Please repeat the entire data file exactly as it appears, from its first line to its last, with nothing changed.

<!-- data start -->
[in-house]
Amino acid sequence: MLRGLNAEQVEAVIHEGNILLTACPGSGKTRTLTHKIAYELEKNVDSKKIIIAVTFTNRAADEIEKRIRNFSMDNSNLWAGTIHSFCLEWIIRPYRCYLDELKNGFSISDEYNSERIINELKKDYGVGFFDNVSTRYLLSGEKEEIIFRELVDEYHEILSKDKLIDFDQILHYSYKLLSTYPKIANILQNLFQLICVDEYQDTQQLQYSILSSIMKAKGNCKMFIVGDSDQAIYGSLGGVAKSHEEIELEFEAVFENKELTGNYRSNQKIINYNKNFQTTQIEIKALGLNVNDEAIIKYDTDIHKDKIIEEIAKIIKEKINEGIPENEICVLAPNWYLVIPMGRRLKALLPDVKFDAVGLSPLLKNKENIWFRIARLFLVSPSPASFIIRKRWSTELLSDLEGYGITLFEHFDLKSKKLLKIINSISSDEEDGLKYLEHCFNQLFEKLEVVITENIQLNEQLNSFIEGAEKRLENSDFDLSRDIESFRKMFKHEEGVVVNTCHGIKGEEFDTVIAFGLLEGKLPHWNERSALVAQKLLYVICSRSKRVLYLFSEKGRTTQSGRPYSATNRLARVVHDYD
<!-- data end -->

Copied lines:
[in-house]
Amino acid sequence: MLRGLNAEQVEAVIHEGNILLTACPGSGKTRTLTHKIAYELEKNVDSKKIIIAVTFTNRAADEIEKRIRNFSMDNSNLWAGTIHSFCLEWIIRPYRCYLDELKNGFSISDEYNSERIINELKKDYGVGFFDNVSTRYLLSGEKEEIIFRELVDEYHEILSKDKLIDFDQILHYSYKLLSTYPKIANILQNLFQLICVDEYQDTQQLQYSILSSIMKAKGNCKMFIVGDSDQAIYGSLGGVAKSHEEIELEFEAVFENKELTGNYRSNQKIINYNKNFQTTQIEIKALGLNVNDEAIIKYDTDIHKDKIIEEIAKIIKEKINEGIPENEICVLAPNWYLVIPMGRRLKALLPDVKFDAVGLSPLLKNKENIWFRIARLFLVSPSPASFIIRKRWSTELLSDLEGYGITLFEHFDLKSKKLLKIINSISSDEEDGLKYLEHCFNQLFEKLEVVITENIQLNEQLNSFIEGAEKRLENSDFDLSRDIESFRKMFKHEEGVVVNTCHGIKGEEFDTVIAFGLLEGKLPHWNERSALVAQKLLYVICSRSKRVLYLFSEKGRTTQSGRPYSATNRLARVVHDYD